Of course, I feel obligated to the wellness of the family dynamic as it defines my patient’s support system.  I spend weeks and months on end sometimes, getting to know the patient and their family.  I see people in what they would probably prefer to be private moments.  I help them bathe and use the bathroom when they were hoping parts of their body could remain a mystery, I cry with them when they get bad news, I cry with them when they get good news, I referee tense family moments when the patient’s goals don’t match the ones their family members set forth.  You, the patient, don’t know what it’s like to be the person caring for a loved one with cancer.  They are stressed out, they feel out of control, and they feel useless because they cannot help you.  You, the loved one, don’t know what its like to be a patient.  They are scared, in pain, disappointed in themselves and their inability to function like they normally would, and everyone says cliché things that don’t make anything any better.  Sometimes it rips people apart.  Sometimes it brings people together.  Cancer changes everything.  As a nurse, I’m supposed to distance myself from you to some degree so that I can maintain my emotional stability when things get hairy.  How do I do that when I’m so intertwined in everything my patient goes through?  As a nurse, I feel like I’m on the up and down roller coaster right alongside them.  So if you’re reading this, and you ever find yourself in the bed or at the beside with your loved one, believe wholeheartedly when the nurse tells you she loves you and wants to help you with whatever you need.  Don’t dub it as some disingenuous remark to smooth a rough situation.  You have no idea the amount of time she spends thinking of you, the years of struggle she spent learning her craft, the uphill battle she fights to make sure your needs are met.  She’s the eyes and ears of the doctor, and she advocates for you when you can’t do it for yourself.  And more importantly, trust that she is working tirelessly for you.  Trust her.  Don’t ever refer to her as just a nurse.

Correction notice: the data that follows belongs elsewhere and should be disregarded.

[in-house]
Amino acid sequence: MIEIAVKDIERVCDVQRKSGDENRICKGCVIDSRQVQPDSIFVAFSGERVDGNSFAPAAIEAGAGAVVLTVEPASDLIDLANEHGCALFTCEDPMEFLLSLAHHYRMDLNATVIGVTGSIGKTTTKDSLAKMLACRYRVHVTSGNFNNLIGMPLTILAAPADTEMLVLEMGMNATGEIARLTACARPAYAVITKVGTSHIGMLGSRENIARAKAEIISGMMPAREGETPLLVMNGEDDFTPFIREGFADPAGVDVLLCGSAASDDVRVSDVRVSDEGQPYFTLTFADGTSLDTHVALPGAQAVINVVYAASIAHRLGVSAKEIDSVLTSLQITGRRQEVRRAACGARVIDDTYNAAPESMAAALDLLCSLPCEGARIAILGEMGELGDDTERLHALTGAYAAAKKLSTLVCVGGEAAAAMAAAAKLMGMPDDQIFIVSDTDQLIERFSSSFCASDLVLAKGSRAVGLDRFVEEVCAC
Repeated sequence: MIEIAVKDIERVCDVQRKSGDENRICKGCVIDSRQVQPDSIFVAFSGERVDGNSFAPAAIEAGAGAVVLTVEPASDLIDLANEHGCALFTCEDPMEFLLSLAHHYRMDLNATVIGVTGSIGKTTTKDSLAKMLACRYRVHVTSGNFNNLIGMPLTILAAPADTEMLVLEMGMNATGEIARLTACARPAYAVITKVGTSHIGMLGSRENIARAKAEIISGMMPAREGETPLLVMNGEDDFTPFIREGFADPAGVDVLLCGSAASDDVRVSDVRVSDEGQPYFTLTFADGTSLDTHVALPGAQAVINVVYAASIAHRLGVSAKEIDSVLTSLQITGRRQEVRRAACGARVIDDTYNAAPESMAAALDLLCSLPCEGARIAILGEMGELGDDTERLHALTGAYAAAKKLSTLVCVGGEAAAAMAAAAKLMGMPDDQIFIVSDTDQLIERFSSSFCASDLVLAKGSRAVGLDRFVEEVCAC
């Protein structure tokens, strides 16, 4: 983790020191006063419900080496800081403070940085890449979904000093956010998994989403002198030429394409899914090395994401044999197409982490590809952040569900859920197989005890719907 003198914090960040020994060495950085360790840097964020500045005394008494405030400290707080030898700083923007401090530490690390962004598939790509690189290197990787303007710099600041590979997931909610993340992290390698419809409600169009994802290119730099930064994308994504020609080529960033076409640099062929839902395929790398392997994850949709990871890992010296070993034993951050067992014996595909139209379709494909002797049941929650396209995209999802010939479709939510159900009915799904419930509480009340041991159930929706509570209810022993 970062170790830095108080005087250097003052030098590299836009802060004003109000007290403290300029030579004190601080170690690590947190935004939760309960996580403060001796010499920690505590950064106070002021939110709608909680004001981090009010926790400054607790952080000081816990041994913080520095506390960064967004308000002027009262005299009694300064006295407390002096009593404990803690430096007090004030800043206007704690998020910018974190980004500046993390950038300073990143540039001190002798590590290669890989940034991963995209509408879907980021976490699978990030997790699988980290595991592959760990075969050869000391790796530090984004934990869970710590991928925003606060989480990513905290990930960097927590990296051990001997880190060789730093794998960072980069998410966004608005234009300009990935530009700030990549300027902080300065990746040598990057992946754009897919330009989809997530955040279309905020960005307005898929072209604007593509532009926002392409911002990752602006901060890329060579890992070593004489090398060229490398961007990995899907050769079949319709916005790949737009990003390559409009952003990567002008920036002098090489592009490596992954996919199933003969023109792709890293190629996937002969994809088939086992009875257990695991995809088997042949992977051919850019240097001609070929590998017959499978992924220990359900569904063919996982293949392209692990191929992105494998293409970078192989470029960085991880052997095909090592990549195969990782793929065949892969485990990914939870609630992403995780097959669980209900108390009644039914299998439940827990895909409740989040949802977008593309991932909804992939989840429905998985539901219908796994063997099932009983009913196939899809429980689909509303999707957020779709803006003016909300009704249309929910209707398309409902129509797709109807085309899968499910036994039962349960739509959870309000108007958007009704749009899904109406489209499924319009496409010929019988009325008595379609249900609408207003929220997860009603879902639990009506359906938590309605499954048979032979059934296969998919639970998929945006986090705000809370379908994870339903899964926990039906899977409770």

I’m obligated to the strength and wellness of my team.  Its hard sometimes to keep a grasp of reality.  In the hospital, you see the sickest of the sick and there’s a fine line between “doing alright” and “crashing” when you think about people with literally NO immune system.  We have to remember to support each other so we can be successful providers and that ain’t always easy.  I look around at my coworkers and all of their skills and know when chaos ensues, everyone will come together like a well-oiled machine to save our patient.  And I look at newer nurses, and wonder how they see me.  Can they rely on me to support them and make them confident in their work?  Are they going to be alright when the shit hits the fan?  Am I emotionally available to provide some comfort when everything is just too much?  Do they trust me to have their backs?  The team is critical, its the only way to care for each other and your patients.  How do you make sure it’s bulletproof when your goals for your patients aren’t always met?  Sometimes, everything works out and I get to watch people that I’ve become incredibly attached to go on to have wonderful lives with renewed purpose and positivity.  And sometimes, the battle is lost.  In those times, it’s hard to remember there are thousands of patients that do well in outpatient settings and never have to meet me.  It’s a very special population of patients.  From the day I started, all fresh and scared of everything, until now, with the addition of some spiffy certifications and some experience tucked under my belt…I still look at my patients and think there’s nobody more deserving of my time.  And I know I’m in the right place.  You should feel that way about the people you serve.

My unit is a lot like a family, and I think that’s because we’re shaped in the light of the family-centered care we provide.  In the last couple of weeks, cancer struck one of our own.  The unit as a whole has been shaken.  In my time there, we’ve never had a current coworker have to deal with this.  So what do you do when then unthinkable hits too close to home?  You rally behind her in support.  My friend is fearless, and she’s survived cancer once already.  She’s a fighter, and she’s not about to entertain any negativity.  And we’ve embraced it with open arms.  Get ready guys, the next post will be all about our Boob Voyage Party!  Stay tuned!

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One response »

  1. Pingback: The “C” Word. | jenlking's blog